Tester Description

The Test Equipment

Referring to the pictures above, here’s a basic description of devices pictured, and some not:

TV-7/U - (Not pictured) Completely gone through and calibrated to within 1.5% of book spec on all counts. Replaced all small resistors with higher quality 1W 1% precision units. Other resistors were still ok, just in need of adjustment. I generally use this for rectifier testing because it does a satisfactory job in that respect. I will setup the main tester for rectifier tests at full voltage/current at a later date when I can integrate more through rectifier testing (thoroughly testing a rectifier, tube or solid state, is far more complicated than you might think!) I also have downloaded and printed out on 8.5" x 11" paper the most full, updated version of test data for this machine. Hint: You can steal data not appearing in the TV-7 data from the TV-10 data book, you just have to convert the minimum readings to TV-7 nomenclature (i.e. - micromhos to 0-120 scale readings). And I did just so!

Lambda 12VDC regulated supply - Behind the other supplies (Not pictured). Used to power all the 12V muffin fans I added to cool the pass tubes on the supplies with no cooling.

Power amplifier with full-range speaker - (Not pictured) Used for noise tests.

Fluke 8000A - Used for all measurements. The manual is here.

Wavetek 178 Programmable waveform synthesizer - (Not pictured) Used as a precision oscillator for all transconductance and gain measurements. Will be used later for other more interesting tests like determining cathode interface resistance! And yes, this sort of thing is fun to me.

California Instruments 751TC Power Source with 800T Oscillator plug-in - Currently out of commission Used for some high power filaments, positive grid drive related tests, and power output tests. It has an output capable of 250VAC at up to 750VA. (I've had this unit sitting around for years just itching to be used for something!)

Brandenburg 475R - This unit is used for negative bias. It is capable of a regulated maximum of about 1100VDC.

Power Designs 6150 - 0-60VDC at up to 15A supply, used for auxiliary voltages, positive bias, filament, low plate voltages, etc.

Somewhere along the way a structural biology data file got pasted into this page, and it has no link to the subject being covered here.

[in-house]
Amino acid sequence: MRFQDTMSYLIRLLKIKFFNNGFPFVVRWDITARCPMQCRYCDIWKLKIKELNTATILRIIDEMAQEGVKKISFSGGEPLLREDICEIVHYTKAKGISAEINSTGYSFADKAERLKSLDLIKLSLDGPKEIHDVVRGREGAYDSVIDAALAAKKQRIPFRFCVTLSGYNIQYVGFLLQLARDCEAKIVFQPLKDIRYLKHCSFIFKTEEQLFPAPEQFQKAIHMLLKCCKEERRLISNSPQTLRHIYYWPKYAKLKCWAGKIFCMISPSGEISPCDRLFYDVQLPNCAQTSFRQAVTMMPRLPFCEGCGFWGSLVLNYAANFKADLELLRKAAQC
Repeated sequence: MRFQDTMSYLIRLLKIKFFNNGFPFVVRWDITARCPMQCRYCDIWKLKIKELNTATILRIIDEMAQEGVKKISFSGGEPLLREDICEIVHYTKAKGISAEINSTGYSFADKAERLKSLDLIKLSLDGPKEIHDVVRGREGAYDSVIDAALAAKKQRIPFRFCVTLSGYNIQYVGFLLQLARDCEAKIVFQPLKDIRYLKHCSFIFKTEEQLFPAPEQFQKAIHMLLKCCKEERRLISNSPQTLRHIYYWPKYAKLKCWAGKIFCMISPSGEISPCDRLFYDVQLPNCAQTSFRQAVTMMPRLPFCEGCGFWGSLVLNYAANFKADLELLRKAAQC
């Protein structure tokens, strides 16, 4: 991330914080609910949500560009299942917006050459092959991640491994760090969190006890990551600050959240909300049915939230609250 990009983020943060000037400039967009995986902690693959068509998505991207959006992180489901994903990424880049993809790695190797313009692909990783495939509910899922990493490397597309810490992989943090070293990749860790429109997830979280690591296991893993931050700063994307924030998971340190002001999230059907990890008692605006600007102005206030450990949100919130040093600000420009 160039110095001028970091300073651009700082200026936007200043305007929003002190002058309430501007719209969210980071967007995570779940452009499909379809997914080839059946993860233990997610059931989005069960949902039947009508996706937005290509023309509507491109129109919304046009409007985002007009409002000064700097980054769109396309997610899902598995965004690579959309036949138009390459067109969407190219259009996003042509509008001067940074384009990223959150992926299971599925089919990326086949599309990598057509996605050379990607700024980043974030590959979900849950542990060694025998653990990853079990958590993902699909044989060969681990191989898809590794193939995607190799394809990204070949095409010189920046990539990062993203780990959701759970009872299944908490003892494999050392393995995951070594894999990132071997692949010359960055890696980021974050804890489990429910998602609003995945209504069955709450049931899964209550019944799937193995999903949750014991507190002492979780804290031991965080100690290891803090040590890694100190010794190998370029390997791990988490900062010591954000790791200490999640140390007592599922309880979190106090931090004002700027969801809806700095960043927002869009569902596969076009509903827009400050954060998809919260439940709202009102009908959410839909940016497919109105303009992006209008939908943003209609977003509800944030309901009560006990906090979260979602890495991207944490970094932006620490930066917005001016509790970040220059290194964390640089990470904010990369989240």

HP Harrison 6428B  - Regulated 0-22V at up to 45A, used for filament voltage.

HP 712B - Regulated 0-500VDC, modified to be used at up to 300mA

EM Regatron (Military) - Regulated 0-600VDC at 400mA.

Fluke 301C - Precision regulated 0-1kV at 400mA. This unit has been many years in the making. Made in 1956, it uses a bank of switches, all utilizing .01% precision wirewound resistors, to aid in achieving accuracy of .01VDC on the output! Unfortunately, when received, it was in deplorable condition and I have been working on it intermittently for a few years as it required a total restoration. It also required a few not-so-easy to locate parts, like an ac/dc chopper (which compares the internal standard cell to a voltage in the control circuit), matched thyristors, and a mercury battery (which was easily replaced with a long-life lithium and a pot since its in a high impedance grid bias circuit for a 6AU6). I wont go into the details of it, but suffice to say it required A LOT of work to get it up to spec!

Kepco 615B - Regulated 0-600VDC at 300mA.

Stray items include a hand held multimeter for checking voltages at the tube pins (VERY IMPORTANT!), various plate or grid caps, special patch wires for tubes with no caps and for coaxial & lighthouse tubes, adapter for submini tubes, adapter for 5 & 7 pin nuvistors, adapter for 2C39, grid stopper resistors, squirrel cage blower motor assembly for tubes requiring forced air cooling, and a TI-85 graphing calculator. Data books on hand include the RCA RC-30, 1958 Vade Mecum (thanks Jonathan!), and the last edition of the GE Essential Characteristics manual. And if those fail me, there's always the internet...

All power supplies are ground isolated. I can currently stack them up to achieve a maximum regulated voltage of 2.7kV at 300mA! Now I can test those 3CX800s at FULL POWER! Dangerous stuff! Anyone got a 55 gallon Drum I can fill with oil to make a 10kW variable dummy load? ;-)

 The Test Panel

          These pictures shows the most complex part of the whole panel, the switch matrix.

          Starting at the top left, you will see four sections for high voltage power supplies. Each one has a cutoff switch, a positive and negative socket (because the supplies are lifted from ground unless one terminal is grounded, giving the option of using them as negative HV supplies), and a ground socket.